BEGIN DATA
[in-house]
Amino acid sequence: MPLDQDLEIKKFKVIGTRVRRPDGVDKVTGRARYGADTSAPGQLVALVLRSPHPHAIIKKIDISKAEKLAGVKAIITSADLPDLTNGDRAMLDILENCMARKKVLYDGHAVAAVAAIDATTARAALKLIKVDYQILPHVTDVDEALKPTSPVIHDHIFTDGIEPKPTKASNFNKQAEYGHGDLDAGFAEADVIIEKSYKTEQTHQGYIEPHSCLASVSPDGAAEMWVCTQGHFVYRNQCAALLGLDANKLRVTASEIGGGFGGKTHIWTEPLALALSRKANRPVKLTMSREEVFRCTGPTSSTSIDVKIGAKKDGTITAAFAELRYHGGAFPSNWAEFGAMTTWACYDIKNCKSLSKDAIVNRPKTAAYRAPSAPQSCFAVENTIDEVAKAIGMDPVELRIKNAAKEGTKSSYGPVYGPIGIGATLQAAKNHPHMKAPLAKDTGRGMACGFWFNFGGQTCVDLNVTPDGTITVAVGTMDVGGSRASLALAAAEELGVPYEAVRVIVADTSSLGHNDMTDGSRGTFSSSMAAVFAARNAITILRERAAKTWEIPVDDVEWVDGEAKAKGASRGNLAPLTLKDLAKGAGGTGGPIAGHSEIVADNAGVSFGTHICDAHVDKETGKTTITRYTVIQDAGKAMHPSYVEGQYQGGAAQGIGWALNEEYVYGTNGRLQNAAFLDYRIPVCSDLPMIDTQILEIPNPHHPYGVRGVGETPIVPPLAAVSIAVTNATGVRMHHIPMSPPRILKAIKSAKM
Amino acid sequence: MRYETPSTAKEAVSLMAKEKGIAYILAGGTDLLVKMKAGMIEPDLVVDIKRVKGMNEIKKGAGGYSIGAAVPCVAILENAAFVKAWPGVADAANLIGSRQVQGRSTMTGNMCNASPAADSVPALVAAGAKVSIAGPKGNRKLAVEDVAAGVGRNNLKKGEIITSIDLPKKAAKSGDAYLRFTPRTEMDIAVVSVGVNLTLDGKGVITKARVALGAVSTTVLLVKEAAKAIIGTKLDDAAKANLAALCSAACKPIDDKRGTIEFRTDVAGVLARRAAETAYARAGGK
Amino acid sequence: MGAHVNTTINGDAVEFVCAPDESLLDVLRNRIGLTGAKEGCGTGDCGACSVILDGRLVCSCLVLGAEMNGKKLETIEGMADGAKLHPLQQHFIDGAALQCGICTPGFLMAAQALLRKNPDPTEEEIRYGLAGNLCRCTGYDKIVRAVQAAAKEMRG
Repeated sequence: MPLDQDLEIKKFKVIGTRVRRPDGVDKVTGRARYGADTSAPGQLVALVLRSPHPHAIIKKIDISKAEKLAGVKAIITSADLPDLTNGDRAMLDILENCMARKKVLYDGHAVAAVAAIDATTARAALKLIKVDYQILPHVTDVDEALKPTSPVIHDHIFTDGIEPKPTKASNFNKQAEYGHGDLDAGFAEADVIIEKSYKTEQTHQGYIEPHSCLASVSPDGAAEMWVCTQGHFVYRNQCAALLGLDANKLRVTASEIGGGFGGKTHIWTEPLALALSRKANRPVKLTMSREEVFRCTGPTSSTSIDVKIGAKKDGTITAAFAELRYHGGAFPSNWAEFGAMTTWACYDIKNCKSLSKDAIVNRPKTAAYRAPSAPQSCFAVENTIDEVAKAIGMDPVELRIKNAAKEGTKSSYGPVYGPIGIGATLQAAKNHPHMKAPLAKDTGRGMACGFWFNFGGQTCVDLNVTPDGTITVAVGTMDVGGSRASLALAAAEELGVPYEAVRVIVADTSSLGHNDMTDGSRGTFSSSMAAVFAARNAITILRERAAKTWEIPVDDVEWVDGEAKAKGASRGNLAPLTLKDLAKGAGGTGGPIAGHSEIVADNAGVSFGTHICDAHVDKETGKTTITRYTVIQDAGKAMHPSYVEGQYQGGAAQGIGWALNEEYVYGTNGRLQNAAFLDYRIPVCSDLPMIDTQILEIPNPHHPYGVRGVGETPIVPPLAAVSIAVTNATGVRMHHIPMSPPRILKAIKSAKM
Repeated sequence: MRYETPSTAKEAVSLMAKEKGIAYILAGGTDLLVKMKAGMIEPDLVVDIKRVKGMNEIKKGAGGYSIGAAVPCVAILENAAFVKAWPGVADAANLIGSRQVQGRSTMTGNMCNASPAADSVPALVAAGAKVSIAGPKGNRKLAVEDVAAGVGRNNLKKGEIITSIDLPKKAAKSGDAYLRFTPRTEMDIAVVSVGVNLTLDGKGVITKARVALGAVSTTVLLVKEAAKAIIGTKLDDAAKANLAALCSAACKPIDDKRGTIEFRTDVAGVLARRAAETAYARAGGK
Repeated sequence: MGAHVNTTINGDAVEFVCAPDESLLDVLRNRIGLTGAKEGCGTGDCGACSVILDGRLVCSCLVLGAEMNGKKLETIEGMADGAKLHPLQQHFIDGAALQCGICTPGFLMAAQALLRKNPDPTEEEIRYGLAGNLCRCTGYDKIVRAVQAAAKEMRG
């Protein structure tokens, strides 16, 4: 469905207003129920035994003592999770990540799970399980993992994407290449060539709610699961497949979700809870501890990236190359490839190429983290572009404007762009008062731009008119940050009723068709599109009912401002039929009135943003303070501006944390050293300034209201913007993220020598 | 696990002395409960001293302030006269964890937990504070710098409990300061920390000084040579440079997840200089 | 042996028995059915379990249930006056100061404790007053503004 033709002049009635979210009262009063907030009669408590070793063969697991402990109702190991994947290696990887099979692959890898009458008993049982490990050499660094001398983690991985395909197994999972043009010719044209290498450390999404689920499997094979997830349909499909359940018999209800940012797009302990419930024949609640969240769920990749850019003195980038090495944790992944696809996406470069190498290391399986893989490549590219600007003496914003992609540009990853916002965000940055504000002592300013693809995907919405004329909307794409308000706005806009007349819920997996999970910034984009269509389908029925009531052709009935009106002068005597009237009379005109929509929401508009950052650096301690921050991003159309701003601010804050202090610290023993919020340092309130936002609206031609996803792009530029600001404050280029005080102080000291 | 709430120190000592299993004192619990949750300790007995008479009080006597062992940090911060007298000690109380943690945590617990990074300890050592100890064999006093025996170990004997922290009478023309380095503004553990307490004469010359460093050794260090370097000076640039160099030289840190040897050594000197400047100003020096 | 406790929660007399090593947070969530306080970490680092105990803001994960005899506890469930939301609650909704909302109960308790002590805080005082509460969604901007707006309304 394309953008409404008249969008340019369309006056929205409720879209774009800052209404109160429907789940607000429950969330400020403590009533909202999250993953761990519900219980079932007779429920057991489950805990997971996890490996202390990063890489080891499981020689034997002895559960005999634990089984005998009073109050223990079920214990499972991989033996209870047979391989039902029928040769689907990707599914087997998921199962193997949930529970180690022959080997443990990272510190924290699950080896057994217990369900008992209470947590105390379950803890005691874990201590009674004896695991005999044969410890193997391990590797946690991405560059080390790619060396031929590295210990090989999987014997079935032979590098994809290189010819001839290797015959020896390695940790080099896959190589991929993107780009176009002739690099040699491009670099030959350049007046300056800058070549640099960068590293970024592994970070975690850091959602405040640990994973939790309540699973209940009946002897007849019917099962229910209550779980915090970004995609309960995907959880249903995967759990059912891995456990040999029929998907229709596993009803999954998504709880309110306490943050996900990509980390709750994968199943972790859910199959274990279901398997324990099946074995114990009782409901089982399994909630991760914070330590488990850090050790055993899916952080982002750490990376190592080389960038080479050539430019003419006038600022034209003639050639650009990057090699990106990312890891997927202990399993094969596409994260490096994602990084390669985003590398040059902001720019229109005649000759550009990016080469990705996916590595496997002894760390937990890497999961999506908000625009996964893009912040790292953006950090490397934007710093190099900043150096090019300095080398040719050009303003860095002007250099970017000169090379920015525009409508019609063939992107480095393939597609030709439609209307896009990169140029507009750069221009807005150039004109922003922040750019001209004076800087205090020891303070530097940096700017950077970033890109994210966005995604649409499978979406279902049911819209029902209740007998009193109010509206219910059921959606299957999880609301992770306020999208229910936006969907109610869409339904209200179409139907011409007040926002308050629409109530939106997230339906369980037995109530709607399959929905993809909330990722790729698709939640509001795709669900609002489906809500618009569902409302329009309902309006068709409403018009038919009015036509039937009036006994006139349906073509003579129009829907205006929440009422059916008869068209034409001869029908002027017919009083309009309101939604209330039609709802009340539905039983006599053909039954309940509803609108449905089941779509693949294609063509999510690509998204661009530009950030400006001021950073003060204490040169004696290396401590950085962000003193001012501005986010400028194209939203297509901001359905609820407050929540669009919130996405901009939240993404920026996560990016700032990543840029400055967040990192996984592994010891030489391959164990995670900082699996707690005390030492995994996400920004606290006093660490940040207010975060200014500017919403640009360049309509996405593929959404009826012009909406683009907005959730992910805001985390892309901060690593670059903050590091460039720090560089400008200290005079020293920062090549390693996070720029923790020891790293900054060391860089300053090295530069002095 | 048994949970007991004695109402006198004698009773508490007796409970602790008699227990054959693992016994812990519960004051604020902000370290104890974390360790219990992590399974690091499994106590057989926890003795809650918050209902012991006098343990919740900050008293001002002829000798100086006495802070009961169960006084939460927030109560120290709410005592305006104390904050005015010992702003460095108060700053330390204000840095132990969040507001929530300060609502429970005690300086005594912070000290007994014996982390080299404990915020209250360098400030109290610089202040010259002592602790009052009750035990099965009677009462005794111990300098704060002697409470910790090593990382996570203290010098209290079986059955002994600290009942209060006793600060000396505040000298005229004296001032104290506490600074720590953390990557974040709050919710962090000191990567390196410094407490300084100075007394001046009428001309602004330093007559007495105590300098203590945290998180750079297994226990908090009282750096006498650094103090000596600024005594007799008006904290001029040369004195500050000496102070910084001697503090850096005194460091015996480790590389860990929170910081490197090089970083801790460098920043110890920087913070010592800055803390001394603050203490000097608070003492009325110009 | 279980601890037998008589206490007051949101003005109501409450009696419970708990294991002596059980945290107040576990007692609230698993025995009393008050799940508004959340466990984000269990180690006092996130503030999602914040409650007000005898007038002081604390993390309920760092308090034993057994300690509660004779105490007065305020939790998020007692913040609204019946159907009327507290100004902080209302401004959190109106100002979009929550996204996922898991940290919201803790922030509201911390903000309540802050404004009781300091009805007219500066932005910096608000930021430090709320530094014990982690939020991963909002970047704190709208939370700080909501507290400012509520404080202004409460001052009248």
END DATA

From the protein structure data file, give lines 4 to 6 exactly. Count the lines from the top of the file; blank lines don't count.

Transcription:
Amino acid sequence: MGAHVNTTINGDAVEFVCAPDESLLDVLRNRIGLTGAKEGCGTGDCGACSVILDGRLVCSCLVLGAEMNGKKLETIEGMADGAKLHPLQQHFIDGAALQCGICTPGFLMAAQALLRKNPDPTEEEIRYGLAGNLCRCTGYDKIVRAVQAAAKEMRG
Repeated sequence: MPLDQDLEIKKFKVIGTRVRRPDGVDKVTGRARYGADTSAPGQLVALVLRSPHPHAIIKKIDISKAEKLAGVKAIITSADLPDLTNGDRAMLDILENCMARKKVLYDGHAVAAVAAIDATTARAALKLIKVDYQILPHVTDVDEALKPTSPVIHDHIFTDGIEPKPTKASNFNKQAEYGHGDLDAGFAEADVIIEKSYKTEQTHQGYIEPHSCLASVSPDGAAEMWVCTQGHFVYRNQCAALLGLDANKLRVTASEIGGGFGGKTHIWTEPLALALSRKANRPVKLTMSREEVFRCTGPTSSTSIDVKIGAKKDGTITAAFAELRYHGGAFPSNWAEFGAMTTWACYDIKNCKSLSKDAIVNRPKTAAYRAPSAPQSCFAVENTIDEVAKAIGMDPVELRIKNAAKEGTKSSYGPVYGPIGIGATLQAAKNHPHMKAPLAKDTGRGMACGFWFNFGGQTCVDLNVTPDGTITVAVGTMDVGGSRASLALAAAEELGVPYEAVRVIVADTSSLGHNDMTDGSRGTFSSSMAAVFAARNAITILRERAAKTWEIPVDDVEWVDGEAKAKGASRGNLAPLTLKDLAKGAGGTGGPIAGHSEIVADNAGVSFGTHICDAHVDKETGKTTITRYTVIQDAGKAMHPSYVEGQYQGGAAQGIGWALNEEYVYGTNGRLQNAAFLDYRIPVCSDLPMIDTQILEIPNPHHPYGVRGVGETPIVPPLAAVSIAVTNATGVRMHHIPMSPPRILKAIKSAKM
Repeated sequence: MRYETPSTAKEAVSLMAKEKGIAYILAGGTDLLVKMKAGMIEPDLVVDIKRVKGMNEIKKGAGGYSIGAAVPCVAILENAAFVKAWPGVADAANLIGSRQVQGRSTMTGNMCNASPAADSVPALVAAGAKVSIAGPKGNRKLAVEDVAAGVGRNNLKKGEIITSIDLPKKAAKSGDAYLRFTPRTEMDIAVVSVGVNLTLDGKGVITKARVALGAVSTTVLLVKEAAKAIIGTKLDDAAKANLAALCSAACKPIDDKRGTIEFRTDVAGVLARRAAETAYARAGGK